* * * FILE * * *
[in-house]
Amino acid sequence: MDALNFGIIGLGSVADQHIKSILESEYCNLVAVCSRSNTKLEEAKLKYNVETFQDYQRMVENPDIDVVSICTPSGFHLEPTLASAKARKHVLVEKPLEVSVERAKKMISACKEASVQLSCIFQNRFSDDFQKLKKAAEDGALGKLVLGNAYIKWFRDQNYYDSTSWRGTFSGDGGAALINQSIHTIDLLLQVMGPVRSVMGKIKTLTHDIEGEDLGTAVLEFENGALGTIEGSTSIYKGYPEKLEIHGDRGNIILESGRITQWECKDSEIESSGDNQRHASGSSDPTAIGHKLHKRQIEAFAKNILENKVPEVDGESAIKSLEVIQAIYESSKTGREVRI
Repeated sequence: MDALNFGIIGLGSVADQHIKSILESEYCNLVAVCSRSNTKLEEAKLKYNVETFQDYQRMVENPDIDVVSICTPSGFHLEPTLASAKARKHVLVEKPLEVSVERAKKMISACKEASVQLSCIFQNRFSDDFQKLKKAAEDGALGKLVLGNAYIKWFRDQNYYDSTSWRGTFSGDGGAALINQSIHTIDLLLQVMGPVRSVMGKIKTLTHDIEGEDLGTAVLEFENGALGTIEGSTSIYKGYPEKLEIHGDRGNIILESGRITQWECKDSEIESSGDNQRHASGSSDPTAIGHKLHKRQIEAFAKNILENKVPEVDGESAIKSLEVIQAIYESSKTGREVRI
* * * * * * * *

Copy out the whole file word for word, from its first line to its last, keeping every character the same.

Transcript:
[in-house]
Amino acid sequence: MDALNFGIIGLGSVADQHIKSILESEYCNLVAVCSRSNTKLEEAKLKYNVETFQDYQRMVENPDIDVVSICTPSGFHLEPTLASAKARKHVLVEKPLEVSVERAKKMISACKEASVQLSCIFQNRFSDDFQKLKKAAEDGALGKLVLGNAYIKWFRDQNYYDSTSWRGTFSGDGGAALINQSIHTIDLLLQVMGPVRSVMGKIKTLTHDIEGEDLGTAVLEFENGALGTIEGSTSIYKGYPEKLEIHGDRGNIILESGRITQWECKDSEIESSGDNQRHASGSSDPTAIGHKLHKRQIEAFAKNILENKVPEVDGESAIKSLEVIQAIYESSKTGREVRI
Repeated sequence: MDALNFGIIGLGSVADQHIKSILESEYCNLVAVCSRSNTKLEEAKLKYNVETFQDYQRMVENPDIDVVSICTPSGFHLEPTLASAKARKHVLVEKPLEVSVERAKKMISACKEASVQLSCIFQNRFSDDFQKLKKAAEDGALGKLVLGNAYIKWFRDQNYYDSTSWRGTFSGDGGAALINQSIHTIDLLLQVMGPVRSVMGKIKTLTHDIEGEDLGTAVLEFENGALGTIEGSTSIYKGYPEKLEIHGDRGNIILESGRITQWECKDSEIESSGDNQRHASGSSDPTAIGHKLHKRQIEAFAKNILENKVPEVDGESAIKSLEVIQAIYESSKTGREVRI